And Jesus said to them, “Neither will I tell you by what authority I do these things.” Luke 20:8
He said to them,“Then render to Caesar the things that are Caesar’s, and to God the things that are God’s.” Luke 20:25
Luke 20 brings us two encounters between Jesus and his culture which centered around his authority. By this time, of course (late in Jesus’ ministry on earth), the tension was mounting and the danger building…not unlike some of the “culture wars” in which the church finds itself today. There are plenty of opportunities for us to speak into those divisions. Of course we want to speak truth. But we can speak truth with hearts at war or we can speak truth with hearts set on healing.
Our words can be “fitly spoken, like apples of gold…” or they can “curse people who are made in the likeness of God.” The choice is ours. And the model is Jesus.
In the first passage (Luke 20:1-8), the chief priests, scribes and elders questioned Jesus about the authority with which he was acting. They were baiting him into what they presumed would be blasphemy, but Jesus would not bite. He would not lower himself to engage in a war of words. Oh, he could have…He knew the truth. He could have justified hammering them with that truth. He could have convinced himself that he was not afraid of the gospel and that it was time to take a stand for truth. He could have used pretty much any of the excuses we use today to blast our culture with “the truth”. But he sidestepped the entire engagement. He modeled restraint and held his tongue, even on a hot topic such as his spiritual authority in this world. Sometimes, we are much better …
Tuesday Re-mix – This is a popular post from last year, updated and resubmitted for your consideration and comments.
I can’t honestly say that I love arguing, but I am fairly good at arguing (being a lawyer suits me in that regard). Actually, it’s ugliness in arguing that I don’t like. I do love an open and honest exchange of differing viewpoints. I think that’s what I like about the blogosphere. It is a “pure” form of discussion, without any of the biases or prejudices that come with too much knowledge about a person’s background. We don’t draw quite as many premature conclusions about each other in this “blogging” realm. So, arguing (nicely) works pretty well here.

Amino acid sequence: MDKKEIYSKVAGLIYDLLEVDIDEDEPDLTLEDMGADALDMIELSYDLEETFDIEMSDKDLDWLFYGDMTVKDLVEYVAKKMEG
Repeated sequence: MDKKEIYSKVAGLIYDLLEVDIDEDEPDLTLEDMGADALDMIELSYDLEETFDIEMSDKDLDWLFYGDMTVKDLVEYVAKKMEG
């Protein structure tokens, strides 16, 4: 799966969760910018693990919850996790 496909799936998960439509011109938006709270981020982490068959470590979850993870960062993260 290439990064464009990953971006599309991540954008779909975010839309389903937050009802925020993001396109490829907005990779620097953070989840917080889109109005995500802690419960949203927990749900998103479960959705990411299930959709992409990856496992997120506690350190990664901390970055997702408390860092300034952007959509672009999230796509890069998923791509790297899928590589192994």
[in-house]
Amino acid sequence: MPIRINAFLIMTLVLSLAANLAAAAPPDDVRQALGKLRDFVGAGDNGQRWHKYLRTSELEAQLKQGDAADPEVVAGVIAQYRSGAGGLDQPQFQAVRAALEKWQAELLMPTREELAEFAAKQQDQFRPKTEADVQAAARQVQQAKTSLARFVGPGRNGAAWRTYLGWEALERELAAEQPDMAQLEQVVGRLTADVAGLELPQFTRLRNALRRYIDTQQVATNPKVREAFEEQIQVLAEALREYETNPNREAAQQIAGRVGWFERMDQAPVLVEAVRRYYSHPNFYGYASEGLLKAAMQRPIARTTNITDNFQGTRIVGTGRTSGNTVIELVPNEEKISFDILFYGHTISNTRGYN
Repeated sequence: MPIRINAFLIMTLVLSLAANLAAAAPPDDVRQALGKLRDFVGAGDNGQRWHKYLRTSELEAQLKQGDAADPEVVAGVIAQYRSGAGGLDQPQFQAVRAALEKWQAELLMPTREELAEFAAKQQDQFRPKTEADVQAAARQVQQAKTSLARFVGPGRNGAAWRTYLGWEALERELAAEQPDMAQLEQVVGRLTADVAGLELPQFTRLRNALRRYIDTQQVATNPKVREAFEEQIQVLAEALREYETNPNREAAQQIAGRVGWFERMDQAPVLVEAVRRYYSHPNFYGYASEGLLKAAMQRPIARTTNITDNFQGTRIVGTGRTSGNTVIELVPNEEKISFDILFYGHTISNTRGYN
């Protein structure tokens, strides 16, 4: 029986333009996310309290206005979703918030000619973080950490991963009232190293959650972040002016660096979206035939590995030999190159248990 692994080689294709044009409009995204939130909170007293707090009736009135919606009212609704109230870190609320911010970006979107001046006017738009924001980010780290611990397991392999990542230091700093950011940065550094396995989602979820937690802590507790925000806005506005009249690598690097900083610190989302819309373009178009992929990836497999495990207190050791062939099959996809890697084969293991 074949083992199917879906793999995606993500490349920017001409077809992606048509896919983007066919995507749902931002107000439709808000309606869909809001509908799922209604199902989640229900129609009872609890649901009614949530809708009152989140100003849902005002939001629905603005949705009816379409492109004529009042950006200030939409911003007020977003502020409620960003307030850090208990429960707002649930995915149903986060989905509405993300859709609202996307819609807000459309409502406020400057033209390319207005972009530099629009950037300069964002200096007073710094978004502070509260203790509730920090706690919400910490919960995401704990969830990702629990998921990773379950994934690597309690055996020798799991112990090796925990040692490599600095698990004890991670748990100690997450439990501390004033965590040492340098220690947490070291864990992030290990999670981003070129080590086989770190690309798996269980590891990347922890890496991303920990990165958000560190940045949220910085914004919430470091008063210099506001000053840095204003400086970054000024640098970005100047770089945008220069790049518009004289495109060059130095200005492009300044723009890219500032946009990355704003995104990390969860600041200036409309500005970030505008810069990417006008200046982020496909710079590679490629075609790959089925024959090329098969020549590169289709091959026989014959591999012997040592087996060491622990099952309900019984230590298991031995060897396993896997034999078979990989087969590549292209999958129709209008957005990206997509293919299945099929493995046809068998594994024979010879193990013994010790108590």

But I have come to believe something about the intellectual process and arguing as it applies to evangelism: it doesn’t work. In my 40+ years as a follower of Christ, I have yet to see a single person listen to a compelling “argument” about why it is right to be a follower of Christ and suddenly succumb to the logic and fall on their knees in prayer. I just don’t see apologetics as the key to evangelism. I honestly do not believe the “lost” world is looking for persuasive reasoning, and I definitely don’t believe young “post-modern” thinkers are looking to engage in an intellectual discussion about faith. I think the paradigm of a one-on-one intellectual exchange about God and faith is the wrong paradigm for evangelism in our culture. I think it is a mistaken notion that if we just learn to say it smartly enough or persuasively enough (or loud enough) we will win and people will have no choice but to agree with us and come around to our way of thinking. I think people today (maybe always?) are looking …